Monday, January 30, 2012

CHRONOS #7 - September 1998


The Killing Rain
Credits: John Francis Moore (writer), Paul Guinan (penciler), Denis Rodier & Steve Leialoha (inks), Ken Bruzenak (letters), Mike Danza (colors)

2113: Chronos and Alex attempt to travel back to the 1970s to investigate David Clinton’s connection to Chronos’ parents, but a vague “temporal interference” separates the duo. Chronos lands in 2113’s Seattle, a dingy shadow of the city that’s owned by a telecom corporation (yeah, that’s spot-on soothsaying). Seattle lives in fear of the Justice League Killer, a shapechanger who only kills when taking the form of the Justice League. As luck would have it, Chronos stumbles across him shortly after arriving in the city. His time-traveling powers and temporal displacement suit aren’t working, so he’s forced to run away from the killer. Clearly, Chronos is still far away from attaining “hero” status.

Chronos is sent to a homeless shelter by two transit officers who are too lazy to fill out any paperwork on a mystery man with no DNA on file. The homeless are given “infotainment vidsets” at the shelter, which Chronos describes as “A little video candy to keep the downtrodden pacified. The Romans did it with bread and circuses.” While watching the type of newscast you normally find in a Paul Verhoeven movie, Chronos discovers that Fiorella Della Ravenna, the socialite he met in the Renaissance, is alive and well in this era.

After repairing his costume, Chronos tracks down Fiorella at an art gallery opening, but only learns that she’s in “a long and painful melodrama” and is also stuck in this era. In a yet another wild coincidence, a police officer at the art exhibit they’re attending just happens to be the Justice League Killer in disguise. Morphing into Green Arrow, he nearly kills Chronos again, but this time he’s saved by Fiorella. The police arrest the killer and we discover that his true name is Hayden Glass, with a DNA copyright belonging to Cadmus. He claims that his father was a superhero who abandoned his mother while she was still pregnant. By posing as the Justice League, he claims that he’s exposing heroes for what they are.

Now, I can’t totally dismiss this issue as time killer, as it formally introduces Hayden Glass, the shape-changing villain from the first issue, and leads Chronos and Fiorella a little closer towards their inevitable romance. But…it’s hard not to view this issue as a diversion that largely exists as an excuse to get the Justice League on the cover. And Paul Guinan certainly has a unique take on the Justice League -- I can’t imagine him trying to draw the characters in Howard Porter’s style -- but even that’s a thin excuse for the shapeshifter plot.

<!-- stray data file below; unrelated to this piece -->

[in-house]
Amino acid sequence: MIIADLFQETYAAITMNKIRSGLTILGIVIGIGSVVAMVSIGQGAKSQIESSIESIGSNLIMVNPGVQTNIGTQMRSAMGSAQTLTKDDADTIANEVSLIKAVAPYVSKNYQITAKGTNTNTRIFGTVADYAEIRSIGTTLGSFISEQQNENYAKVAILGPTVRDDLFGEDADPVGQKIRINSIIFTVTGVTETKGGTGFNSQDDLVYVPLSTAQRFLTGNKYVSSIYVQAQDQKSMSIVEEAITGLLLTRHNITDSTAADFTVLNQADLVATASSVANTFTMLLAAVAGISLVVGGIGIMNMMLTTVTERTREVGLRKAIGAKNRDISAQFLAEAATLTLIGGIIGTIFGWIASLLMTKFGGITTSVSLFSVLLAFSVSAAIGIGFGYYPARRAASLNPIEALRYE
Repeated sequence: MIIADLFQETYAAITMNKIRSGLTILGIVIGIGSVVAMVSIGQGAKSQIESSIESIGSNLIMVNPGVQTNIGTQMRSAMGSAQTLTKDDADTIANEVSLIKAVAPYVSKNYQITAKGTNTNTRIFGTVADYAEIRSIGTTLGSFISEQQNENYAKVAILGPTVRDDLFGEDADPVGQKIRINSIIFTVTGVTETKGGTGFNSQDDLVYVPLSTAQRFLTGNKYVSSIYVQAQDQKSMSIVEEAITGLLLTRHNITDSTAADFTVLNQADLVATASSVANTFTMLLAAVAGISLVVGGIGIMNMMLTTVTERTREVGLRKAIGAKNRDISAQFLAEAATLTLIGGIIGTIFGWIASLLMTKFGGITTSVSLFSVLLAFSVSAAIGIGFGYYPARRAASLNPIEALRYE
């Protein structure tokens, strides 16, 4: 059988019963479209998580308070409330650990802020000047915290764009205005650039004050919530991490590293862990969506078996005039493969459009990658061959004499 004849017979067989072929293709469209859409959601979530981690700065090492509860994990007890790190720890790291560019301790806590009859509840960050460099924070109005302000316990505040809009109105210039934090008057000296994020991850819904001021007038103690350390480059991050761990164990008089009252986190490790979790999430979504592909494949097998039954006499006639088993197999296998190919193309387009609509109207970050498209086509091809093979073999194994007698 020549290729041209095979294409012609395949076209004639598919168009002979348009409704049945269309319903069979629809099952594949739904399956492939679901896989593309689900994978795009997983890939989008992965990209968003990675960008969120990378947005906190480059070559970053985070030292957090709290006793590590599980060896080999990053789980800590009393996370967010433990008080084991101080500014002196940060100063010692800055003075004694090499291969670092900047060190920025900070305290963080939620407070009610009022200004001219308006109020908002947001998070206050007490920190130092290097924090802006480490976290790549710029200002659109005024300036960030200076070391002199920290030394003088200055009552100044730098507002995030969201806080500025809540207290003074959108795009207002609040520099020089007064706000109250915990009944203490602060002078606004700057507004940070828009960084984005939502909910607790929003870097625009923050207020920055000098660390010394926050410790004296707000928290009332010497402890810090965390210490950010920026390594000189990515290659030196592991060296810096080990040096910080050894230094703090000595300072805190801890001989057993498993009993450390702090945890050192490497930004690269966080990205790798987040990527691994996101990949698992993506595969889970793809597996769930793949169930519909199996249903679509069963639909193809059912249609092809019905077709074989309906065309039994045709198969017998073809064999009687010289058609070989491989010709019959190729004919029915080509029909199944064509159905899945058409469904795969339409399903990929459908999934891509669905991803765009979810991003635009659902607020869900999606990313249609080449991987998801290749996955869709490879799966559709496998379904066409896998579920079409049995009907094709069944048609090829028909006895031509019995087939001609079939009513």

Since I’m not overly familiar with DC continuity, I don’t know if the name “Hayden Glass” is supposed to be significant, and nothing in the issue indicates why exactly he’s chosen the twentieth century version of the Justice League to imitate. I do know that Cadmus has a connection to cloning, so perhaps the idea is that the killer has been cloned repeatedly over the past century, but some confirmation in the actual story would be nice. As for the setting of the issue, Moore’s take on the future isn’t particularly novel, either. Essentially, it’s 1984 with an evil corporation instead of an evil government. I suppose the setting alone isn’t enough to hurt the story, but the sheer coincidence of Chronos running into the killer twice is inexcusable, and as the title’s lead, he’s remarkably ineffective throughout the entire issue.

3 comments:

dschonbe said...

I ask the following with almost no knowledge of DC continuity in general and Chronos continuity in particular...

Is Chronos the father of Hayden Glass? Based on your description of the issue G, that would make sense.

G. Kendall said...

It would make sense if JFM was serious about turning this Chronos into a hero. I don't know if that was his ultimate goal, though.

wwk5d said...

Oh Lord, I forgot how bad Porter was on JLA. That was such an ugly looking book.